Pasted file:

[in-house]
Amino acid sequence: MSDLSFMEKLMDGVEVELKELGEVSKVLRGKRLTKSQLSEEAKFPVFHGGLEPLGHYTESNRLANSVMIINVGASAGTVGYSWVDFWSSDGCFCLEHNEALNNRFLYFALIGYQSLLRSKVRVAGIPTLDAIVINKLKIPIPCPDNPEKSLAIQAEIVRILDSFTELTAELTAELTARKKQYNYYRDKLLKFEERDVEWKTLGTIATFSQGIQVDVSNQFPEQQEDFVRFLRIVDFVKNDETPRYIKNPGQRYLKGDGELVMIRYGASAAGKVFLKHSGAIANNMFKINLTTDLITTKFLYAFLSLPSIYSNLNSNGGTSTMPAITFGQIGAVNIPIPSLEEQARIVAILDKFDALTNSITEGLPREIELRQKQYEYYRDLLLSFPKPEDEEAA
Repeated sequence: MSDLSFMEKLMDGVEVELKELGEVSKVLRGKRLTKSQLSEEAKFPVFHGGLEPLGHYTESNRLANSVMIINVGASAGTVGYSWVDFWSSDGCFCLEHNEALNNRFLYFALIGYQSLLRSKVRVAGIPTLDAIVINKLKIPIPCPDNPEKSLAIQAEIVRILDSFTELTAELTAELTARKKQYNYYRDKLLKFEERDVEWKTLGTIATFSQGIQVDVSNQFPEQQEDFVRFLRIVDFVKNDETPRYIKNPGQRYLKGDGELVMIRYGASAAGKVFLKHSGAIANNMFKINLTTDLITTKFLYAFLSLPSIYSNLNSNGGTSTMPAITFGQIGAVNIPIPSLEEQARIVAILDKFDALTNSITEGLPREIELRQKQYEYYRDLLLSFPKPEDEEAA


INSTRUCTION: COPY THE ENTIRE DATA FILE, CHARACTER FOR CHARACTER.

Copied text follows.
[in-house]
Amino acid sequence: MSDLSFMEKLMDGVEVELKELGEVSKVLRGKRLTKSQLSEEAKFPVFHGGLEPLGHYTESNRLANSVMIINVGASAGTVGYSWVDFWSSDGCFCLEHNEALNNRFLYFALIGYQSLLRSKVRVAGIPTLDAIVINKLKIPIPCPDNPEKSLAIQAEIVRILDSFTELTAELTAELTARKKQYNYYRDKLLKFEERDVEWKTLGTIATFSQGIQVDVSNQFPEQQEDFVRFLRIVDFVKNDETPRYIKNPGQRYLKGDGELVMIRYGASAAGKVFLKHSGAIANNMFKINLTTDLITTKFLYAFLSLPSIYSNLNSNGGTSTMPAITFGQIGAVNIPIPSLEEQARIVAILDKFDALTNSITEGLPREIELRQKQYEYYRDLLLSFPKPEDEEAA
Repeated sequence: MSDLSFMEKLMDGVEVELKELGEVSKVLRGKRLTKSQLSEEAKFPVFHGGLEPLGHYTESNRLANSVMIINVGASAGTVGYSWVDFWSSDGCFCLEHNEALNNRFLYFALIGYQSLLRSKVRVAGIPTLDAIVINKLKIPIPCPDNPEKSLAIQAEIVRILDSFTELTAELTAELTARKKQYNYYRDKLLKFEERDVEWKTLGTIATFSQGIQVDVSNQFPEQQEDFVRFLRIVDFVKNDETPRYIKNPGQRYLKGDGELVMIRYGASAAGKVFLKHSGAIANNMFKINLTTDLITTKFLYAFLSLPSIYSNLNSNGGTSTMPAITFGQIGAVNIPIPSLEEQARIVAILDKFDALTNSITEGLPREIELRQKQYEYYRDLLLSFPKPEDEEAA